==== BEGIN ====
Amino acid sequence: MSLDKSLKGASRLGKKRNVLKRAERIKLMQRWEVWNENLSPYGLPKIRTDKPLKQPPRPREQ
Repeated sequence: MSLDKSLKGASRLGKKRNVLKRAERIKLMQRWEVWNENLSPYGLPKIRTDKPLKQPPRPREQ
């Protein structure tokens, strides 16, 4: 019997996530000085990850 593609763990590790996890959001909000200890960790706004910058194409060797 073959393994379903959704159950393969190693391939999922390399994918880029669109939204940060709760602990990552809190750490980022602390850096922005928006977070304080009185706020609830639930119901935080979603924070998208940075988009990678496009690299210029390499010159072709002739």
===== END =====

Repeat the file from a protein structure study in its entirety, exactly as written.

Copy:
Amino acid sequence: MSLDKSLKGASRLGKKRNVLKRAERIKLMQRWEVWNENLSPYGLPKIRTDKPLKQPPRPREQ
Repeated sequence: MSLDKSLKGASRLGKKRNVLKRAERIKLMQRWEVWNENLSPYGLPKIRTDKPLKQPPRPREQ
């Protein structure tokens, strides 16, 4: 019997996530000085990850 593609763990590790996890959001909000200890960790706004910058194409060797 073959393994379903959704159950393969190693391939999922390399994918880029669109939204940060709760602990990552809190750490980022602390850096922005928006977070304080009185706020609830639930119901935080979603924070998208940075988009990678496009690299210029390499010159072709002739």